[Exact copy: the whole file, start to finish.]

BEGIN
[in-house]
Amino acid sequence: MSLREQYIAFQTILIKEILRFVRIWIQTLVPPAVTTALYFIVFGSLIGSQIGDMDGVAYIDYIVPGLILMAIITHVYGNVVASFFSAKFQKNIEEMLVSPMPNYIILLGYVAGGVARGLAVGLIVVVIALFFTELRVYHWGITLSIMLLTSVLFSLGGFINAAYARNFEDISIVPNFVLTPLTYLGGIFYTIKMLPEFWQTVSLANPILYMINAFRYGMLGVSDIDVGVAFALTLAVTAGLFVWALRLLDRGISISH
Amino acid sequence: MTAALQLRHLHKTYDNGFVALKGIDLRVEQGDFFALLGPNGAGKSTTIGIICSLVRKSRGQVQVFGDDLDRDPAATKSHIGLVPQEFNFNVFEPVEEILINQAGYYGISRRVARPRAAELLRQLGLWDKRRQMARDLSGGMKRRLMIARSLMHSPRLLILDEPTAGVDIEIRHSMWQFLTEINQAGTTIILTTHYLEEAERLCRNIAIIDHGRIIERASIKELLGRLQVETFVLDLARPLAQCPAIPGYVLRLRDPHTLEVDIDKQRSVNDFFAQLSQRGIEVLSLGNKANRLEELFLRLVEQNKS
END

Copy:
[in-house]
Amino acid sequence: MSLREQYIAFQTILIKEILRFVRIWIQTLVPPAVTTALYFIVFGSLIGSQIGDMDGVAYIDYIVPGLILMAIITHVYGNVVASFFSAKFQKNIEEMLVSPMPNYIILLGYVAGGVARGLAVGLIVVVIALFFTELRVYHWGITLSIMLLTSVLFSLGGFINAAYARNFEDISIVPNFVLTPLTYLGGIFYTIKMLPEFWQTVSLANPILYMINAFRYGMLGVSDIDVGVAFALTLAVTAGLFVWALRLLDRGISISH
Amino acid sequence: MTAALQLRHLHKTYDNGFVALKGIDLRVEQGDFFALLGPNGAGKSTTIGIICSLVRKSRGQVQVFGDDLDRDPAATKSHIGLVPQEFNFNVFEPVEEILINQAGYYGISRRVARPRAAELLRQLGLWDKRRQMARDLSGGMKRRLMIARSLMHSPRLLILDEPTAGVDIEIRHSMWQFLTEINQAGTTIILTTHYLEEAERLCRNIAIIDHGRIIERASIKELLGRLQVETFVLDLARPLAQCPAIPGYVLRLRDPHTLEVDIDKQRSVNDFFAQLSQRGIEVLSLGNKANRLEELFLRLVEQNKS